China to make decision on WHO vaccine program snubbed by Donald Trump

China faces a major test in its vaccine diplomacy, with a deadline fast approaching on whether it will officially join a World Health Organization-backed effort to ensure everyone across the globe is inoculated against Covid-19.

Signing up would help to repair China’s image around the world over how it handled the initial outbreak in Wuhan, particularly since the Trump administration has refused to join Covax. So far, Beijing has focused on cutting one-on-one deals for vaccine doses with friendly governments as the US urges nations to shun Chinese companies for 5G networks, computer chips and big infrastructure projects.

President Xi Jinping in May promised that vaccines developed by China will be a global “public good” that can be shared by all. Still, China hasn’t clarified if it will sign up, with Foreign Ministry spokesperson Hua Chunying only saying this month that China’s actions are “in essence the same with Covax.”

Covax, which is also led by the Coalition for Epidemic Preparedness Innovations and the vaccine alliance Gavi, is designed to give governments an opportunity to hedge the risk of backing unsuccessful vaccine candidates and give less developed countries access to shots that would be otherwise unaffordable. It currently has nine vaccines in development and nine under evaluation in its portfolio. The goal is to secure 2 billion doses by 2021.

Self-financing countries can pay up front for vaccine doses that would cover as much as 50% of their populations, though shots would be proportionally distributed among poor and rich countries alike as they become available. Governments that sign up are free to reach bilateral deals to secure supplies separately. Having China on board would be a big deal for Covax, which had some 172 countries in discussion to participate as of Aug. 24. The possibility of providing doses to even a fraction of China’s 1.4 billion people would boost critical mass, enhancing the alliance’s negotiating power.For China, Covax could act as a kind of insurance policy that allows it access to any successfully developed vaccine. While being a member doesn’t necessarily mean Chinese vaccines will be included in Covax’s portfolio, it’s probable that’ll be the case. China could also provide manufacturing support for a successful vaccine, regardless of which country develops it.Participation could mean that Chinese vaccine manufacturers play a significant role in the global roll-out. And if a Chinese-developed vaccine were selected their brands would benefit from WHO certification, according to Xiaoqing Lu Boynton, a consultant at Albright Stonebridge Group who focuses on health care and life sciences.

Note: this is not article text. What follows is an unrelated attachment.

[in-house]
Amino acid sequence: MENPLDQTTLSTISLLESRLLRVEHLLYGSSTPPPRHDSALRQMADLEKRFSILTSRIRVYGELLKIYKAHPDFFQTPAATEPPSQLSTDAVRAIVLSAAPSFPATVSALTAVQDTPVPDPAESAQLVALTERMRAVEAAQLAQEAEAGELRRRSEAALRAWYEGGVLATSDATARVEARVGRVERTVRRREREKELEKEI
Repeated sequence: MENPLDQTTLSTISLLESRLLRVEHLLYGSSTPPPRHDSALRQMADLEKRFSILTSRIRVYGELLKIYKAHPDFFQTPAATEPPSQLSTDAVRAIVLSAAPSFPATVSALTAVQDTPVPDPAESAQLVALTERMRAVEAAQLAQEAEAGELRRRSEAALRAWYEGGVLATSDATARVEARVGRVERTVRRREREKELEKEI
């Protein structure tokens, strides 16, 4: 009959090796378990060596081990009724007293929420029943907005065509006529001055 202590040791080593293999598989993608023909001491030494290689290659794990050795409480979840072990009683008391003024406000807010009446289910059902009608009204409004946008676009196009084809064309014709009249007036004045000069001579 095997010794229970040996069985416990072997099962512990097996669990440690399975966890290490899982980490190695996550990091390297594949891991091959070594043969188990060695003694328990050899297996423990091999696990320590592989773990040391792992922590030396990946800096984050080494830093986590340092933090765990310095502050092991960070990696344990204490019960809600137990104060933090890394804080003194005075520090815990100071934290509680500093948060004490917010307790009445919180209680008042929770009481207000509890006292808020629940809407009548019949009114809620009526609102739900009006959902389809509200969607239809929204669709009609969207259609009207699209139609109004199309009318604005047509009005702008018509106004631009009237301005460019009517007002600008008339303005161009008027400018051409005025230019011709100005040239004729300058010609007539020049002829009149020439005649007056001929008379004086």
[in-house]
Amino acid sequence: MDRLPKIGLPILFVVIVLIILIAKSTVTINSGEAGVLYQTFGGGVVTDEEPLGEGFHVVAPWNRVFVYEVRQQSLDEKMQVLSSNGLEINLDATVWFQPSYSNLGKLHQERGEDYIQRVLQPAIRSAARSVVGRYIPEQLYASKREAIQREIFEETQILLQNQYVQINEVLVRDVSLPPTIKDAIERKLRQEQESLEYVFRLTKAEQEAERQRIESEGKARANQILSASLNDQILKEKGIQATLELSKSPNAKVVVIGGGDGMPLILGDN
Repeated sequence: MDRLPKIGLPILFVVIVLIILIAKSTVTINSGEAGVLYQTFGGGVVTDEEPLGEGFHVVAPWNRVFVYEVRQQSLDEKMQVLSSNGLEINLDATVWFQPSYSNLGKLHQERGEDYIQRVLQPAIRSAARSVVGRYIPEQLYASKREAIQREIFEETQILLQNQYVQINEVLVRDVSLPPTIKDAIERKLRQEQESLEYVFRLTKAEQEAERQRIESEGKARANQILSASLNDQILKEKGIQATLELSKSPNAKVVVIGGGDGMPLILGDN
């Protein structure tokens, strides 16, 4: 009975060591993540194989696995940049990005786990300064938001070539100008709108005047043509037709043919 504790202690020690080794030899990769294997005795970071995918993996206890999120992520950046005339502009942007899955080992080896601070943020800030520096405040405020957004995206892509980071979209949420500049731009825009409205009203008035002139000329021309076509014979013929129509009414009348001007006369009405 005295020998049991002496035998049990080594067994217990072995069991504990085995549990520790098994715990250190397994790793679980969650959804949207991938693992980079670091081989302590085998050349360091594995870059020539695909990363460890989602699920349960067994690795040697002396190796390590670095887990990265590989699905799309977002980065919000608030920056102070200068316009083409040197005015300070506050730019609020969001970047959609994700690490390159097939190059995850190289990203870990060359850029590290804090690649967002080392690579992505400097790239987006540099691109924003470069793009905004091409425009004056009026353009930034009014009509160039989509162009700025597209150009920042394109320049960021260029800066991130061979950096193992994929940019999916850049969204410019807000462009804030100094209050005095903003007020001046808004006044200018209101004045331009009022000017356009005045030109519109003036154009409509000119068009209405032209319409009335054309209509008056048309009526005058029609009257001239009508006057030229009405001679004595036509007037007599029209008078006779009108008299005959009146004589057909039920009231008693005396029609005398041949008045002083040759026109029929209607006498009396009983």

Diplomatic Angle

China doesn’t have much experience in manufacturing and distributing a vaccine for global consumption. The industry’s reputation took a hit in 2018 when two Chinese vaccine-makers were found to have cut corners in production, undermining confidence both at home and abroad.Still, China has been a front-runner in developing vaccines against the coronavirus. Nine of China’s vaccine candidates have entered clinical trials, and four of them got approval for final stage Phase III clinical trials in foreign countries.

Biden Embraces Vaccines, Science: ‘I Don’t Trust Donald Trump’Tianjin-based CanSino was the first in the world to reach the crucial final stage of human testing for a vaccine it co-developed with the Chinese military. CanSino Biologics, Sinovac Biotech Ltd. and China National Biotec Group have kicked off testing in countries including Brazil, Russia, Indonesia, the United Arab Emirates, Peru, Chile and Morocco.

“Both the Chinese government and state-owned enterprises would much like to protect their own infrastructure projects as well as personnel on the ground,” said Yu Jie, senior research fellow on China at think tank Chatham House. “If the epidemiological situation improves across those countries, it would help China too.”

Trusting China

Sill, a global lack of trust in China due to Xi’s more aggressive foreign policy makes the international community doubtful of China’s behavior and intentions, said Yoshikazu Kato, an adjunct professor at the Asia Global Institute at the University of Hong Kong who specializes in Chinese diplomacy.“Under these circumstances, how can countries trust China?” he said.

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Not everyone is concerned. The Philippines, which has expressed a willingness to accept a vaccine from the U.S., Russia, and China, rejected any notion that China may be using the vaccine to curry diplomatic favors. “No such concern about China’s vaccine at all,” said Teodoro Locsin, the Philippine foreign affairs secretary.“I think that it’s in China’s interest to join,” said Wang Huiyao, an adviser to China’s cabinet and founder of the Center for China and Globalization, referring to Covax. “If the world is still in the pandemic, China will not be in good shape either.”

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